Fertilizing container grown plants is different than feeding plants that are in the ground. They need more food because it leeches out when you water. If you have a good quality, rich potting soil, you will do well using a balanced, slow release fertilizer a couple times a year. I would recommend fertilizing in late winter/early spring and again in late summer. There are a lot of options though. You can find fertilizers that are specific for gardenias and/or acid loving plants, granulars, liquids, once a week, once a month, etc, etc. So go with what you know or like and follow the directions on the package. If it doesn’t have unique instructions for potted plants, you may want to check out the website to see if you can find more information or just fertilize about twice as often as recommended for plants that are in the ground.

Gardenia Varieties

August Beauty Gardenia

 August Beauty Gardenia

You truly won’t find a more beautiful hedge that one created with August Beauty Gardenias. Shiny, perfect-looking leaves catch your eye while large, lush, white blooms catch your eyes and nose. These gardenias are also lovely for mass plantings. Their blooms last up to 3 months! The mature size of August Beauty Gardenias is up to 4 feet tall and 4 to 5 feet wide.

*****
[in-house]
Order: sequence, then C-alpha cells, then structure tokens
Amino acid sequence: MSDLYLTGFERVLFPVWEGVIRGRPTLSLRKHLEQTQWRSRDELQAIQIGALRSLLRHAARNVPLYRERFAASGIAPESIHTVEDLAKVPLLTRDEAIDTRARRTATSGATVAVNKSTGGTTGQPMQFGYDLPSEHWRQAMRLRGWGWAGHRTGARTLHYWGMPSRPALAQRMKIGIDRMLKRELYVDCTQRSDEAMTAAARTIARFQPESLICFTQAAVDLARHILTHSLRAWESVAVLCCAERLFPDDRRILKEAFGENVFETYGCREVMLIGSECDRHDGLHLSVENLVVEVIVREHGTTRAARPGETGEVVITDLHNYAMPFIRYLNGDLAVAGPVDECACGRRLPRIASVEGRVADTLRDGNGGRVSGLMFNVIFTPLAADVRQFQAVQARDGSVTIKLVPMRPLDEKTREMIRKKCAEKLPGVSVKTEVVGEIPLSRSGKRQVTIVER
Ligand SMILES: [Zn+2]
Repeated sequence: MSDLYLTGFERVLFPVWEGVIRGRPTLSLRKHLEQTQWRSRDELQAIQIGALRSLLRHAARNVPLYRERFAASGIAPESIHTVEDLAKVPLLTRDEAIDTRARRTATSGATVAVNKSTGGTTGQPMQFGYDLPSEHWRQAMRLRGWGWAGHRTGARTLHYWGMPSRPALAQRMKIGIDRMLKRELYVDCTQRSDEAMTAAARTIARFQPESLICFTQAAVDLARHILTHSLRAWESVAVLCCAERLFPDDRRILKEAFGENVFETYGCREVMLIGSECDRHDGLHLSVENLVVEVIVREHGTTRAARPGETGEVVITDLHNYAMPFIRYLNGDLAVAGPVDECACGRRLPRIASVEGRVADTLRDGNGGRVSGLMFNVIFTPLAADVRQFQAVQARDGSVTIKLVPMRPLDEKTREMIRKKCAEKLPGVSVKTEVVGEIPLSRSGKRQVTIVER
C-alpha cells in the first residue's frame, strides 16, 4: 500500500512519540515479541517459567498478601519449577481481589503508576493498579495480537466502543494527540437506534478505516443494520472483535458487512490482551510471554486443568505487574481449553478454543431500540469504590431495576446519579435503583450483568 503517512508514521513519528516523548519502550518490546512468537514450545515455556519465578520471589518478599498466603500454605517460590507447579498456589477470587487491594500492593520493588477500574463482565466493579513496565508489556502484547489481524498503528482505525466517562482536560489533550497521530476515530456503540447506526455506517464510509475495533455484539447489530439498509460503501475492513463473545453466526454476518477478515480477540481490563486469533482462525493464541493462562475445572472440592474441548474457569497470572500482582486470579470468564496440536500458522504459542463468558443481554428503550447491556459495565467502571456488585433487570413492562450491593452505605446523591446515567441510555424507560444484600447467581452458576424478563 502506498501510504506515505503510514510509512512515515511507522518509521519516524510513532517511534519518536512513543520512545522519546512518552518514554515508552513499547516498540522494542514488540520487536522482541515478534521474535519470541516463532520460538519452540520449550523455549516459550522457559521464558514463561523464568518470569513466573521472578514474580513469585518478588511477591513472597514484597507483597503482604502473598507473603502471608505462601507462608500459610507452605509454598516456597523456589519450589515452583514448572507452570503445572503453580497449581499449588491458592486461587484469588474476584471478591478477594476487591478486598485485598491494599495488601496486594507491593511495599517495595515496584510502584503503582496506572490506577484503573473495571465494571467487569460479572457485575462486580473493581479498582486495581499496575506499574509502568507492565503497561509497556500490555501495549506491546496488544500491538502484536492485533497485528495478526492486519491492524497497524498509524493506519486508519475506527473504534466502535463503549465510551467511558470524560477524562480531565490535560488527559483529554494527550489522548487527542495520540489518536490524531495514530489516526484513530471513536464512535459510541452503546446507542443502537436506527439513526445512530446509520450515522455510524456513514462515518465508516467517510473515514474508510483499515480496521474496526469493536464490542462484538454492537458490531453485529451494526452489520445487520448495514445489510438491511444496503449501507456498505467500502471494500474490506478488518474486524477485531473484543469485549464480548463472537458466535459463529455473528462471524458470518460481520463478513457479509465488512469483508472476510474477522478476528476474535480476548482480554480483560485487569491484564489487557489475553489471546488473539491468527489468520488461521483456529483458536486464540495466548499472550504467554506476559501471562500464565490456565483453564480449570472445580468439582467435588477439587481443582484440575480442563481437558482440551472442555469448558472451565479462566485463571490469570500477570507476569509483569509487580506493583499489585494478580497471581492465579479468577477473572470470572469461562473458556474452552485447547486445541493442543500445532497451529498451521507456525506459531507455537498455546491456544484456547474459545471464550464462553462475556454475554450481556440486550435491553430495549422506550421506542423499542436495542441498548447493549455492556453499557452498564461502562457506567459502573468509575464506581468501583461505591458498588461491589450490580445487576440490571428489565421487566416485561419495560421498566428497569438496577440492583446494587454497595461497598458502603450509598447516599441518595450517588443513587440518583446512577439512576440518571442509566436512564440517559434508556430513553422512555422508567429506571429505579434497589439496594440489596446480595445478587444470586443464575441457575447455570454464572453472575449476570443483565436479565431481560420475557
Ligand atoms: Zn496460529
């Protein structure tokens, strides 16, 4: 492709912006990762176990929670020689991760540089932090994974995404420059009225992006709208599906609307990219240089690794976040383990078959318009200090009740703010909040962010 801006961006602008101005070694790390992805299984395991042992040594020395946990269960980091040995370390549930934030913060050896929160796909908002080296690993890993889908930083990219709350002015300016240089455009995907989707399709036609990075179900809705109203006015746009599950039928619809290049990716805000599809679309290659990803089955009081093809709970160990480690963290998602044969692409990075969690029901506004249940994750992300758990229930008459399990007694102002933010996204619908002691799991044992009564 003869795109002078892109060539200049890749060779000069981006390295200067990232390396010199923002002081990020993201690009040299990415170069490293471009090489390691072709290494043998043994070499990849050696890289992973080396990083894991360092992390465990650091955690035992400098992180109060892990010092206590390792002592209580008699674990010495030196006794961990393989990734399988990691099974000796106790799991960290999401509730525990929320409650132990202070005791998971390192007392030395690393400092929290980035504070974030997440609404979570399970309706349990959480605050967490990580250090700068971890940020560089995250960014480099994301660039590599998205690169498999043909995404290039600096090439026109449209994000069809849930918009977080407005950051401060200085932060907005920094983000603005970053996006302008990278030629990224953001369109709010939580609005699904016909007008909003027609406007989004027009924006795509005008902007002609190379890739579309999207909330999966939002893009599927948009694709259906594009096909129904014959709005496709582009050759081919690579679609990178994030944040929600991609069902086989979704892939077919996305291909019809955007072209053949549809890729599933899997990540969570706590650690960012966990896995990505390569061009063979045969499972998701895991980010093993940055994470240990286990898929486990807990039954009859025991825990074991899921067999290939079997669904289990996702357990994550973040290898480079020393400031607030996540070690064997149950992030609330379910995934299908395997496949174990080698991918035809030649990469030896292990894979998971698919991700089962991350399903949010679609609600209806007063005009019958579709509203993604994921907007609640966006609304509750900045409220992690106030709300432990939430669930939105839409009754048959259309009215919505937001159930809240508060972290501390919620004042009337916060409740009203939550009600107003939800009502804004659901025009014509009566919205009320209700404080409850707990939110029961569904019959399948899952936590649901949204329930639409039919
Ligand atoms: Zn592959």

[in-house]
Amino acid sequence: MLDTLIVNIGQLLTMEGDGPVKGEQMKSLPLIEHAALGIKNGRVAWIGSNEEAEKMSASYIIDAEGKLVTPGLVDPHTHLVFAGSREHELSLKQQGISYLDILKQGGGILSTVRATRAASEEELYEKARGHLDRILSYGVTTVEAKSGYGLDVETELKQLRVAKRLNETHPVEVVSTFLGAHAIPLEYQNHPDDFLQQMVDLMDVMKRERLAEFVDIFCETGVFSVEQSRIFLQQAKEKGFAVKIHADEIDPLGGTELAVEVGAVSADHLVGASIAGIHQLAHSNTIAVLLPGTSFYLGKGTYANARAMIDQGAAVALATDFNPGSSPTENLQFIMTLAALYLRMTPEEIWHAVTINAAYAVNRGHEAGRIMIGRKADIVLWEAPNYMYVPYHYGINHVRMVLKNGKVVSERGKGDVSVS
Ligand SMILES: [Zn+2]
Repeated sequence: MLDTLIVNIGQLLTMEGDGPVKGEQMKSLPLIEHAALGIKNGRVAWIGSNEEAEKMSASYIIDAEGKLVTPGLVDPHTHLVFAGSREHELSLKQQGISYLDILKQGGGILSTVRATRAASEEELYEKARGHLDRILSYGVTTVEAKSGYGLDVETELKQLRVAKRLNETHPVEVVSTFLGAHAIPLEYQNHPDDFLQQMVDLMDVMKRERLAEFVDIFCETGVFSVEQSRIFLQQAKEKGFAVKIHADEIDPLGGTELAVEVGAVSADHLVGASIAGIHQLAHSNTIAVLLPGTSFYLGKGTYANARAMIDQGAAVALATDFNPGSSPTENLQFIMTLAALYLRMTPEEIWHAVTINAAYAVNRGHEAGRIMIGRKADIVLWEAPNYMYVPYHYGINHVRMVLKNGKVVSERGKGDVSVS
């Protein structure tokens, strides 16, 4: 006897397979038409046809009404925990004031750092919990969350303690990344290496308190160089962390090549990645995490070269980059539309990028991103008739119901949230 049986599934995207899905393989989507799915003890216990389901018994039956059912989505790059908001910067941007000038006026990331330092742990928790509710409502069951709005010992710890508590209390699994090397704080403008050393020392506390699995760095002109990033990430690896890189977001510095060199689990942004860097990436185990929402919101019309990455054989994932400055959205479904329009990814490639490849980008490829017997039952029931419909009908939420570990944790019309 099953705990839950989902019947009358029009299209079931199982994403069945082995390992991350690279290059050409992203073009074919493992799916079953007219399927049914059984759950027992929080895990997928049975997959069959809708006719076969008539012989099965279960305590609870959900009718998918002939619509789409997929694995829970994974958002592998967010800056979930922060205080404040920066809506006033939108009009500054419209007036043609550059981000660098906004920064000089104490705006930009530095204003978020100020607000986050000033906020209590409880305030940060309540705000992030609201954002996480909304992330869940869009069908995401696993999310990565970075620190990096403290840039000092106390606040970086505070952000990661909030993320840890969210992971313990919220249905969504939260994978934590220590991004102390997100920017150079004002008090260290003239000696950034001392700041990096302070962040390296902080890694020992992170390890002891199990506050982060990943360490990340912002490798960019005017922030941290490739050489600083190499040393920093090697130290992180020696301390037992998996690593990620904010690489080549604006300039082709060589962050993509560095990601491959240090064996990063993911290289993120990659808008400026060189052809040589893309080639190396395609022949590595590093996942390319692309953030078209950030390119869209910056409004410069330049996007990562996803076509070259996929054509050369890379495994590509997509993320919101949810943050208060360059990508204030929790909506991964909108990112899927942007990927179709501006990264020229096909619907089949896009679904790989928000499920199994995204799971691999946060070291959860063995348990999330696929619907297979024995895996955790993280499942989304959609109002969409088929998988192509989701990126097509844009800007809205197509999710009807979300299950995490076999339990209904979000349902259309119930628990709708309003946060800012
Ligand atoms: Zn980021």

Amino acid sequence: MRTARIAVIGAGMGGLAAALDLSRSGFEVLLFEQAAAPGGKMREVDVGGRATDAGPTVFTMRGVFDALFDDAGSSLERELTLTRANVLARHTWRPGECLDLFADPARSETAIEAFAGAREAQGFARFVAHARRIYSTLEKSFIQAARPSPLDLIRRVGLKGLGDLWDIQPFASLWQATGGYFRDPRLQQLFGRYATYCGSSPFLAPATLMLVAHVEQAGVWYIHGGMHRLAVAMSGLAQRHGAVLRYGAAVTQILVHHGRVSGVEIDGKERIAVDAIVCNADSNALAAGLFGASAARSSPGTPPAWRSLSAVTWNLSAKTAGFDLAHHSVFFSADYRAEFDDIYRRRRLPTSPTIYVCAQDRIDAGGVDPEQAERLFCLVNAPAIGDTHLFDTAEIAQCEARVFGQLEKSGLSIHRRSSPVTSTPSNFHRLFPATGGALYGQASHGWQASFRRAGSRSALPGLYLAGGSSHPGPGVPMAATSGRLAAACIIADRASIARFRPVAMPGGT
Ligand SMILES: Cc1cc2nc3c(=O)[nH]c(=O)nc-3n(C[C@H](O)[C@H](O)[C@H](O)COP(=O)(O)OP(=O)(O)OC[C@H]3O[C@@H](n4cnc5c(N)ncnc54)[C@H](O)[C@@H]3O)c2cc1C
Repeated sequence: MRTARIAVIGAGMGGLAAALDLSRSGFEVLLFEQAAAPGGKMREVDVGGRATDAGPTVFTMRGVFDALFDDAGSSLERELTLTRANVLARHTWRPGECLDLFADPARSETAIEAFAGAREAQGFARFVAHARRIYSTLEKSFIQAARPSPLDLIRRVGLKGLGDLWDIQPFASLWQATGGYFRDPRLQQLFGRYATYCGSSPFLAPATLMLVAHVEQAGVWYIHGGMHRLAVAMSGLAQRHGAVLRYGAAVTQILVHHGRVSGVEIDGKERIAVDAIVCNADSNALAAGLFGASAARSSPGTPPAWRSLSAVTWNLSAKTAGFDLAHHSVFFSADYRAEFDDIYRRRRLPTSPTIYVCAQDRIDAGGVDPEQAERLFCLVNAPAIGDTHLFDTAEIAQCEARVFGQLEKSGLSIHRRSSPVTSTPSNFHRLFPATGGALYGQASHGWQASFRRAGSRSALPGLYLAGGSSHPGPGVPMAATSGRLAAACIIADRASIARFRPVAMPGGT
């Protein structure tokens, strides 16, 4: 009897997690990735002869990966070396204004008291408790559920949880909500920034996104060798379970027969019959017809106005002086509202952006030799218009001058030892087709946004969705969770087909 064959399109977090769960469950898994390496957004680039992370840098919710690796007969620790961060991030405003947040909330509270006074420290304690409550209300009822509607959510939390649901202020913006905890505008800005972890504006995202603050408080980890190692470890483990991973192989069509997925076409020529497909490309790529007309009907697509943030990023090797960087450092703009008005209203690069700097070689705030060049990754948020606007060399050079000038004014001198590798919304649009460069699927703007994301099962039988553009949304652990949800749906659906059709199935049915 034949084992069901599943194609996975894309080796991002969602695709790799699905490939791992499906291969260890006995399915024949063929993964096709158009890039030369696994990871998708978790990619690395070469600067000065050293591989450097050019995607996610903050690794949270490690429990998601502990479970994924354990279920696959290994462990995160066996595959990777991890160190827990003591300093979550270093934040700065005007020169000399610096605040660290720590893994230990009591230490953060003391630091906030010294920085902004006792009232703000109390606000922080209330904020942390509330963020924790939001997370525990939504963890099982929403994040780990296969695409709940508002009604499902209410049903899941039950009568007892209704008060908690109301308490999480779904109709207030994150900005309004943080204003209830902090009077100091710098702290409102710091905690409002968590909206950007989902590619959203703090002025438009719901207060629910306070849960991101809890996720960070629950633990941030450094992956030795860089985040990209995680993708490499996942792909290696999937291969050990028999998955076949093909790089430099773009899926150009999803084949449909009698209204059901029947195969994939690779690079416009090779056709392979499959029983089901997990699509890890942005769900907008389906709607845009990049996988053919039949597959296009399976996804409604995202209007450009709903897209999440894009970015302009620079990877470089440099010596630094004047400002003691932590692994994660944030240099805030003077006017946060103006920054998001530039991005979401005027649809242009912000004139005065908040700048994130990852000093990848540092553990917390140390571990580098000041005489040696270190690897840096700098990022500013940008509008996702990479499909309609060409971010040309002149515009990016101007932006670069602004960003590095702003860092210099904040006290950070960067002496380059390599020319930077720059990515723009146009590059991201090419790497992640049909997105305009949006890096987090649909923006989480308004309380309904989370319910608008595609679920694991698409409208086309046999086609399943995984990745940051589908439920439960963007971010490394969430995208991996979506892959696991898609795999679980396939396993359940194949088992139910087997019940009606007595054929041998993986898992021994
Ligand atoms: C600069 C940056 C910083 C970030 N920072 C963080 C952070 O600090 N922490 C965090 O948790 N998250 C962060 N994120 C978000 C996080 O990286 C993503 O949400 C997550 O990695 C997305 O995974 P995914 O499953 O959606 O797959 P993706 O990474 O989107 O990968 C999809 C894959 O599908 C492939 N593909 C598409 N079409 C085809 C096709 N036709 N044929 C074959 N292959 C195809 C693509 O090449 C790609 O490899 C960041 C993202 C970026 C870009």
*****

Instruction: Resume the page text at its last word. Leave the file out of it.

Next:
Frost Proof Gardenia

Frost Proof Gardenia

Worried about freezing temps damaging buds and reducing flowers? Then the Frost Proof Gardenia is perfect for you. This hardy variety is also insect resistant and deer tolerant. Beautiful as a hedge, a mass planting or a focal point, the Frost Proof Gardenia is versatile in the landscape. Its mature size is 4 feet tall and 3 feet wide.

Jubilation™ Gardenia

Jubilation Gardenia

The compact Jubilation™ Gardenia is perfect for containers, or small hedges. The mature size of this evergreen shrub is a mere 2-3 feet by 2-3 feet. The flowers bloom all summer. The Jubilation™ is low maintenance and will beautify any yard from the smallest to the largest.

Kleim's Hardy Gardenia

Kleim's Hardy Gardenia

The dwarf Kleim's Hardy Gardenia is great for slopes, borders, and containers. This tough Gardenia is low maintenance and disease resistant. Expect a petite shrub of 2 to 3 feet tall and wide at maturity.